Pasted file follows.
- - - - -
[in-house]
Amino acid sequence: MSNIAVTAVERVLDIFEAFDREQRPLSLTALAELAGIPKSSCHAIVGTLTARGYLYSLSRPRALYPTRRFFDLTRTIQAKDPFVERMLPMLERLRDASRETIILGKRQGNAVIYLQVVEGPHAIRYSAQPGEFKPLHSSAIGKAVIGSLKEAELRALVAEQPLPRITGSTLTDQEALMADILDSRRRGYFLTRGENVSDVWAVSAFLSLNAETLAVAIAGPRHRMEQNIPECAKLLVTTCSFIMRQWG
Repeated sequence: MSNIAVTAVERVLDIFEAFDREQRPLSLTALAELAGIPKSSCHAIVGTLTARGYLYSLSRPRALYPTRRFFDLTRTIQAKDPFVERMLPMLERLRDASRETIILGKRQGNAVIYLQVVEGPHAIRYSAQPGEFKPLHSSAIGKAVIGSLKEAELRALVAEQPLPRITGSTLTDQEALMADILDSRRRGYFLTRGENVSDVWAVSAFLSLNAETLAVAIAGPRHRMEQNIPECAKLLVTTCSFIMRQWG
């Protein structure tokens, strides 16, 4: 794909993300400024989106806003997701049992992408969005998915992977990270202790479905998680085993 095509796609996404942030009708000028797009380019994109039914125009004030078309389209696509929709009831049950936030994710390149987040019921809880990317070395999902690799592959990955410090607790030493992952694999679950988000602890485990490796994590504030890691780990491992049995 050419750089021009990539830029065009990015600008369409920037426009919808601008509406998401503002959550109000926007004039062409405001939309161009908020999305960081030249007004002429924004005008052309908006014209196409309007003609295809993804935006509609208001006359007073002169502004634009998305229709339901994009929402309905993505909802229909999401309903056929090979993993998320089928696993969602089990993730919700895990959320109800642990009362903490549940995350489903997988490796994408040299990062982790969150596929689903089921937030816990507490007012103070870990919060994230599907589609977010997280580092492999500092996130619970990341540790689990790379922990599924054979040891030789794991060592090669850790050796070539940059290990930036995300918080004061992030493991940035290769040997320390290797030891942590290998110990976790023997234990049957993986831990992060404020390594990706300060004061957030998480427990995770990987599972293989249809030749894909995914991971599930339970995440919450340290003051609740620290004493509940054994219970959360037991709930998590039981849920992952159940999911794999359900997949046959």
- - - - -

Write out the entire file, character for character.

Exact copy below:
[in-house]
Amino acid sequence: MSNIAVTAVERVLDIFEAFDREQRPLSLTALAELAGIPKSSCHAIVGTLTARGYLYSLSRPRALYPTRRFFDLTRTIQAKDPFVERMLPMLERLRDASRETIILGKRQGNAVIYLQVVEGPHAIRYSAQPGEFKPLHSSAIGKAVIGSLKEAELRALVAEQPLPRITGSTLTDQEALMADILDSRRRGYFLTRGENVSDVWAVSAFLSLNAETLAVAIAGPRHRMEQNIPECAKLLVTTCSFIMRQWG
Repeated sequence: MSNIAVTAVERVLDIFEAFDREQRPLSLTALAELAGIPKSSCHAIVGTLTARGYLYSLSRPRALYPTRRFFDLTRTIQAKDPFVERMLPMLERLRDASRETIILGKRQGNAVIYLQVVEGPHAIRYSAQPGEFKPLHSSAIGKAVIGSLKEAELRALVAEQPLPRITGSTLTDQEALMADILDSRRRGYFLTRGENVSDVWAVSAFLSLNAETLAVAIAGPRHRMEQNIPECAKLLVTTCSFIMRQWG
């Protein structure tokens, strides 16, 4: 794909993300400024989106806003997701049992992408969005998915992977990270202790479905998680085993 095509796609996404942030009708000028797009380019994109039914125009004030078309389209696509929709009831049950936030994710390149987040019921809880990317070395999902690799592959990955410090607790030493992952694999679950988000602890485990490796994590504030890691780990491992049995 050419750089021009990539830029065009990015600008369409920037426009919808601008509406998401503002959550109000926007004039062409405001939309161009908020999305960081030249007004002429924004005008052309908006014209196409309007003609295809993804935006509609208001006359007073002169502004634009998305229709339901994009929402309905993505909802229909999401309903056929090979993993998320089928696993969602089990993730919700895990959320109800642990009362903490549940995350489903997988490796994408040299990062982790969150596929689903089921937030816990507490007012103070870990919060994230599907589609977010997280580092492999500092996130619970990341540790689990790379922990599924054979040891030789794991060592090669850790050796070539940059290990930036995300918080004061992030493991940035290769040997320390290797030891942590290998110990976790023997234990049957993986831990992060404020390594990706300060004061957030998480427990995770990987599972293989249809030749894909995914991971599930339970995440919450340290003051609740620290004493509940054994219970959360037991709930998590039981849920992952159940999911794999359900997949046959």